Obama Rises in New Era Of Black Politicians
Saturday, July 28, 2007
In the next few months, TV spots in New Hampshire will start promoting an African American candidate described as a rising star of a new generation, with Chicago roots, Ivy League credentials and a message of hope and idealism.
But Sen. Barack Obama's ads won't be the first such appeal heard in New Hampshire. Just one year ago, many voters who watch Boston television received a similar message from another youthful-looking black Democrat on the rise, Massachusetts gubernatorial candidate Deval L. Patrick.
"To some extent, [Patrick] has laid the groundwork for Obama and the way he campaigns," said Dan Payne, a Boston-based Democratic strategist who briefly advised Patrick.
Although Obama (Ill.) has forged a path as the first African American with a serious chance of becoming president, his rise coincides with the emergence of a whole cohort of black politicians who share similar résumés and ideology. Raised in the post-civil rights era, they attended elite schools, built coalitions of white and black supporters, and cast themselves as agents of change, even if they were running to succeed other African Americans.
Their experiences, in turn, inform Obama's prospects in the months ahead.
In winning election as the first African American governor in Massachusetts, Patrick showed the appeal that a candidate with his background and message has for white New England liberals -- a potentially good omen for Obama in the New Hampshire primary.
But the experience of another black politician with a similar background -- Newark mayor Cory Booker, a Yale Law School graduate and a Rhodes Scholar whose relations with his African American constituents have been at times difficult -- gives a hint of the challenge that Obama faces in wresting black support from Sen. Hillary Rodham Clinton (D-N.Y.).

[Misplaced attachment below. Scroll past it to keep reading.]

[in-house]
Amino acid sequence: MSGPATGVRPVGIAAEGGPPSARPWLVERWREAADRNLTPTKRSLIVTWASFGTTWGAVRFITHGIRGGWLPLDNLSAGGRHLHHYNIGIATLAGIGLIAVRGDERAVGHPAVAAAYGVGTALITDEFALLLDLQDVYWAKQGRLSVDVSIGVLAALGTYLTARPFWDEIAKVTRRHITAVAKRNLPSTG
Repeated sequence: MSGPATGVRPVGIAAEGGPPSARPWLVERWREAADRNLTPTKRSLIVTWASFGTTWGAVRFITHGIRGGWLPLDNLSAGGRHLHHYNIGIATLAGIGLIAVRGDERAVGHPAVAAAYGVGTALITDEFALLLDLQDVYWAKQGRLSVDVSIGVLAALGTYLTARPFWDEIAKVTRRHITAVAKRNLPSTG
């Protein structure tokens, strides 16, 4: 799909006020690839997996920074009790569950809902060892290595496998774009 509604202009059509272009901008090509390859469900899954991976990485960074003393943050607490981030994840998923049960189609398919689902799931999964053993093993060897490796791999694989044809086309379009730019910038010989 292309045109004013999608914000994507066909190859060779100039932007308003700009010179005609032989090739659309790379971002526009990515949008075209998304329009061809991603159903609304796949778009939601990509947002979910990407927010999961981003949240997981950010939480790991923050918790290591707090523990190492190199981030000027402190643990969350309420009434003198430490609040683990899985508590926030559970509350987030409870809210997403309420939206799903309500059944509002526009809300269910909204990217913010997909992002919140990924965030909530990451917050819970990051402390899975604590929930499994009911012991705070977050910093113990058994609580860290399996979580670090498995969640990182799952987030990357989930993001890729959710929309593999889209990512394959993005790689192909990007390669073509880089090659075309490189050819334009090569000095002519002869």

While the cohort is loosely defined, these leaders were born after 1950 and played little, if any, role in the civil rights movement that defined many senior members of Congress, such as Rep. John Lewis (D-Ga.), as well as Jesse Jackson, former D.C. mayor Marion Barry and many others.
Obama, 45, and Patrick, 50, are older members of the group, which also includes Philadelphia mayoral candidate Michael Nutter, a reform-minded graduate of the University of Pennsylvania's Wharton School, and the current mayor of Washington, Adrian M. Fenty, who won every precinct in a city often polarized by race. A few are on Capitol Hill, such as Rep. Artur Davis (D-Ala.), who attended Harvard Law School with Obama. Another black Harvard Law graduate, Anthony G. Brown, is Maryland's lieutenant governor.
"There's a huge generational moment in the country where people are looking for the next generation to take its rightful role . . . and we represent the next generation to take some responsibility," Patrick said in an interview.
To be sure, there are crucial differences within the group. Obama's father was Kenyan, and he was raised by his white mother and grandparents in Hawaii. Patrick was raised by a single mother in a Chicago tenement and is more liberal than Harold E. Ford Jr. of Tennessee, a former congressman who lost a close race for Senate last year and now chairs the centrist Democratic Leadership Council.
But the similarities in their ascents are clear. With their relative youth and lack of experience, and facing opponents who tended to have much of the party infrastructure behind them, these candidates have often presented themselves as outsiders and forces for change. Running against Clinton, Obama, too, is battling against a candidate with more party backing.